Novel, “Fiction Ltd.” series, Polirom, 2009, 528 pages
Translation rights sold to: Pre-Textos (Spain)
The Book of Whispers begins in a picturesque register, on a lane of the Armenian quarter of Focşani in the 1950s, among the steam of freshly roasted coffee and the scents of grandmother Armenuhi’s larder, among the old books and photographs of grandfather Garabet. But the reader is not left to savour the intimacy of this hearth and home and nor is he invited to chat with the merry folk who in peacetime spin stories about Ara the Fair and Tigran the Great. Varujan Vosganian’s “old Armenians from childhood” have no delectable tales to tell, but rather events that are thoroughly disturbing. In narrating these events, they attempt to disburden themselves of a trauma – their own and that of their forbears.
The history of the 1915 genocide against the Armenians, the history of the interminable convoys of those banished into the Circles of Death, into the Deir ez Zor Desert, the secret history of Armenian freemasonry in Romania, of General Dro’s army, the history of the Armenians who followed the path of exile in the Stalinist period – all these and many other biographically filtered histories are to be found illustrated in the pages of this unsettling book.
THE STORY OF YUSUF. In The Book of Whispers there are no imaginary characters, since they have all existed in this world, in their own place and time and with their own name. There is one character alone that might seem imaginary given that his existence gradually transforms The Book of Whispers into a self replicating reality, like two parallel mirrors. I often write about the storyteller of The Book of Whispers. In my tale, the storyteller tells of The Book of Whispers. And in the telling of this new book, there appears once more the storyteller who tells the tale. He tells of the storyteller and his story. If the order were reversed and we arrived at the final storyteller, the one who does not possess the weakness of describing himself, and if we were to move from his direction toward me, then we would have the dream, then the dream in the dream, and so on. In this way, however, writing about the one who writes, while he in his turn bends over the manuscript in which there is also a character named the author and writes, it is as if we were gradually going deeper, like those toys made of hollowed wood, the matryoshka dolls that old man Musaian brought back from Siberia, losing count of the years and forgetting that in the meanwhile his son, Arachel, was already old enough to be drafted into the army.
Among so many real life characters, some names you will find in the history books, others you will find only in The Book of Whispers. Although it more often than not tells of the past, it is not a history book, for the history books above all tell of the victors. Rather, it is a collection of psalms, for it tells of the vanquished in particular. And among the characters of the book there is also one who did not exist, but in spite of this fact or precisely because of it, he too bears a name : his name is Yusuf. This Yusuf was nothing more than a borrowed name and exists in The Book of Whispers only due to the fact that, in spite of not being part of the Book’s fabric, he is nonetheless the key that opens the door to the room of the most lamented chamber of the liminal era, with bare walls scored by fingernails, with buckling floorboards and earth heaped haphazardly in mounds, as is the case with graves dugs in haste. And the graves dug with the greatest haste are mass graves.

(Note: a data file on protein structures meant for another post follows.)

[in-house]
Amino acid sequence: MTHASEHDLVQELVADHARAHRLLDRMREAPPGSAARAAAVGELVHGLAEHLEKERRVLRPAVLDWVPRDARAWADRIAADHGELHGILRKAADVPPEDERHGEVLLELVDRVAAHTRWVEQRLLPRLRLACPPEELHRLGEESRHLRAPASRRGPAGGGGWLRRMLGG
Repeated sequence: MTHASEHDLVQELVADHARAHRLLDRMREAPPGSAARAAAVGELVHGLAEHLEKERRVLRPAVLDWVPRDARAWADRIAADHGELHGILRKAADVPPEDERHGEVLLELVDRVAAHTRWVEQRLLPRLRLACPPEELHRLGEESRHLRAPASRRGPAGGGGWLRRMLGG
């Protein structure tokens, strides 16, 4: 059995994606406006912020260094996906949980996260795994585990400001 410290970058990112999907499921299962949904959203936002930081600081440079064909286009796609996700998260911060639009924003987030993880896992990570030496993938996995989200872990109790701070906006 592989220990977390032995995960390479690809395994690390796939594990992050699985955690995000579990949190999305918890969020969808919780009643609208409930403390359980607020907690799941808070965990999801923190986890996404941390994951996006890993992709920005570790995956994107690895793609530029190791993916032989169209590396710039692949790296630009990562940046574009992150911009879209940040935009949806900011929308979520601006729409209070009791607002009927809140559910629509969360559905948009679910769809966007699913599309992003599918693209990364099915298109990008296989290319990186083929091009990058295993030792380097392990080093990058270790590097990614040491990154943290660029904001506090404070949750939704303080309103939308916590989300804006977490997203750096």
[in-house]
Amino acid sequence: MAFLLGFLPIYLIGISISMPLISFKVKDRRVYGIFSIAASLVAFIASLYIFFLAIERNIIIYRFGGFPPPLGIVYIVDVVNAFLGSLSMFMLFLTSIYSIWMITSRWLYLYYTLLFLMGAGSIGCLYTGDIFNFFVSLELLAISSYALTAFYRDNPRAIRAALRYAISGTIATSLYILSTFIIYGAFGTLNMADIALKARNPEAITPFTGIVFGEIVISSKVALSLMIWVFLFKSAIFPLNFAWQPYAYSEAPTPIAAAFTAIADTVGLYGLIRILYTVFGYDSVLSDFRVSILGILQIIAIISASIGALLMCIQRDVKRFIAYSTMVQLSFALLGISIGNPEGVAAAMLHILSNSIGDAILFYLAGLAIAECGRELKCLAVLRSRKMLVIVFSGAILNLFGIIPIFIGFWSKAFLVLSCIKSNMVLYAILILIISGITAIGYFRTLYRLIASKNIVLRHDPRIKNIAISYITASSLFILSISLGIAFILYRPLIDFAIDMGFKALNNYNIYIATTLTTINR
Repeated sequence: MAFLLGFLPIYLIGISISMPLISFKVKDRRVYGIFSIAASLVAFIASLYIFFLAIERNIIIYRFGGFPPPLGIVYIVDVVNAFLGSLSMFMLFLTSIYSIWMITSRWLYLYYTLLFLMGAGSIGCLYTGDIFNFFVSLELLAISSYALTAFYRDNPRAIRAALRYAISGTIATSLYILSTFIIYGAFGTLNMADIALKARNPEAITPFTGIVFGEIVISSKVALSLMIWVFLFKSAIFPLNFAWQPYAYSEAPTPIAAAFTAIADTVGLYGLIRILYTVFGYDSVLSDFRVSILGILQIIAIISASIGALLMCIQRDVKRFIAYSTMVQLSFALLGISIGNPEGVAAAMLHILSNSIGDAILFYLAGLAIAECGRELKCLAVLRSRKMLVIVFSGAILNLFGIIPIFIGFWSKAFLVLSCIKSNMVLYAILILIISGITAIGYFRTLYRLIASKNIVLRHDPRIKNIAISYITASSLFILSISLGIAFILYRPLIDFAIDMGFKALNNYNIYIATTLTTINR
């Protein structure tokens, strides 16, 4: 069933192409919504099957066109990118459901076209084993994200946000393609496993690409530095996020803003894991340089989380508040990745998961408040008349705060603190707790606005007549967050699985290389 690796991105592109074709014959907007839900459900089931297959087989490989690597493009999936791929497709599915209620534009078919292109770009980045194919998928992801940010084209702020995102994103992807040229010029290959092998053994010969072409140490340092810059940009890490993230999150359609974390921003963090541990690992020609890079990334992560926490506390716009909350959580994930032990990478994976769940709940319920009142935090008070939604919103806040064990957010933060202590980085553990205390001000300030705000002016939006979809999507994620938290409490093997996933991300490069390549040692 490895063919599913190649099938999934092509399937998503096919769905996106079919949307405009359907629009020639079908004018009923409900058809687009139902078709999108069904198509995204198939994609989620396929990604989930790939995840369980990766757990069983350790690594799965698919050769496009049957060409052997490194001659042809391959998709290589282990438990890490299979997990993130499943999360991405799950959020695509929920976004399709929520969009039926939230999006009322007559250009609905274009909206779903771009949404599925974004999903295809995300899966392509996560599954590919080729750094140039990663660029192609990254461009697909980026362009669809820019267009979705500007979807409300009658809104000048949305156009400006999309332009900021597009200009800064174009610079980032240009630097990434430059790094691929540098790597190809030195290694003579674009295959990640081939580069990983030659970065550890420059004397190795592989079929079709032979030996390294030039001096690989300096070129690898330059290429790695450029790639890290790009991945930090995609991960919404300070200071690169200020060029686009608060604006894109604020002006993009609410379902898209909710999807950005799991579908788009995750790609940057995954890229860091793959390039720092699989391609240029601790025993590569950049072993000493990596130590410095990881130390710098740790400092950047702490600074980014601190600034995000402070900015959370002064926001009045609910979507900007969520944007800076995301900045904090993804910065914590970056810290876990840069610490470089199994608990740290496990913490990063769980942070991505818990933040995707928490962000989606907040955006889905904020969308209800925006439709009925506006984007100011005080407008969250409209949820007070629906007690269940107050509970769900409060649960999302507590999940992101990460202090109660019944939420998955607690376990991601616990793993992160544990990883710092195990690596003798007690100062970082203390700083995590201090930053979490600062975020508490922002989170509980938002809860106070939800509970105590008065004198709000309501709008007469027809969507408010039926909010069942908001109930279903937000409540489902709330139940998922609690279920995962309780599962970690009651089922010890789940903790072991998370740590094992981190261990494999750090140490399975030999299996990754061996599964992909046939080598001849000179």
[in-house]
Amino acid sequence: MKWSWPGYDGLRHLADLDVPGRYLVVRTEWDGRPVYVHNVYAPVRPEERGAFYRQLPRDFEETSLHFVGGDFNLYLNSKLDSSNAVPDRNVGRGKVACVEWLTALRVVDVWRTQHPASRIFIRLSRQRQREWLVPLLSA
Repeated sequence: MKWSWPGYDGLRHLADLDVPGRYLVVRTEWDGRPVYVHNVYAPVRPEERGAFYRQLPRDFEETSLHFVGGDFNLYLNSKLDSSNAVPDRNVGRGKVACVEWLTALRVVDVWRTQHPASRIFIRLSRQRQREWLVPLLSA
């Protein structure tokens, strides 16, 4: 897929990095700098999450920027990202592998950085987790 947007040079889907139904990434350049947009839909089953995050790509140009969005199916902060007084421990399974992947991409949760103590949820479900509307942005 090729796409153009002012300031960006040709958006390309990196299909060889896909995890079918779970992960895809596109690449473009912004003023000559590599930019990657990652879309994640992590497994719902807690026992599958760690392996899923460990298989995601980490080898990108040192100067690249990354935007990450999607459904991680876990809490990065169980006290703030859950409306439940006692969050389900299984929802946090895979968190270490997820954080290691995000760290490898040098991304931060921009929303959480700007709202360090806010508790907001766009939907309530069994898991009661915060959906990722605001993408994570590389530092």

The living and the dead belong to the Heavens and the Earth. Only the dying wholly belong to Death. Death walks among them tenderly and she takes care not to break off the state of dying too quickly. It is her fresh rice. The state of dying is an initiation into Death. From Mamura to Deir ez Zor, for a distance of more than one hundred and eighty miles, an entire nation traversed the seven circles, which is to say the road of initiation into Death. It was at the end of this road that Sahag Sheitanian met Yusuf.
MAMURA. THE FIRST CIRCLE. The road runs straight, for the length of the railway line. The entry into the first circle, that of the convoys that had gathered the Armenians from the most various places, from European Anatolia, Smyrna, Izmid and Adrianopolis, or from the vilayets of Eastern Anatolia, from Trebizond, Erzerum or Kharput, was made on foot. Seen from afar, as they walked huddled together, their heads bowed, they looked like pilgrims. Except that pilgrims are driven by their faith, not by soldiers who thrust them from behind, butting them with their horses’ muzzles or herding the stragglers back into the convoy with blows of the whip. Sahag Sheitanian’s family was made up of five persons : the grandmother, the parents, himself and his younger sister. The other two, older children, Simon and Haigui, had been sent clandestinely to Constantinople. His mother, Hermine, was a fiery woman. She was still steady on her feet. She held her arms around the children and kept a straight path, in the middle of the convoy, to shield them from the horses’ hooves. And to shield them from the sight of the corpses rent by the crows at the edge of the road. They had some money. Rupen, the father, kept it hidden under his shirt. With a part of the money, they had been able to pay for a kind of ticket, or rather they had bought the goodwill of the stationmaster in Izmid, and they had boarded the train that crossed the Eşchişer Konya Bizanti Adana line, as far as half way to Mamura, where the train stopped, at the orders of the Army, which had barred the railway line. But even if the journey, crossing rocky wastes and the scorching plain, would have been exhausting, the train stopping saved their lives, for there was no room in the cattle trucks in which they were crammed, their food had run out, and no one had given them water. The dead that had remained in the cattle trucks were those who had barely breathed their last, for all those who died on the way had been thrown from the train onto the embankments.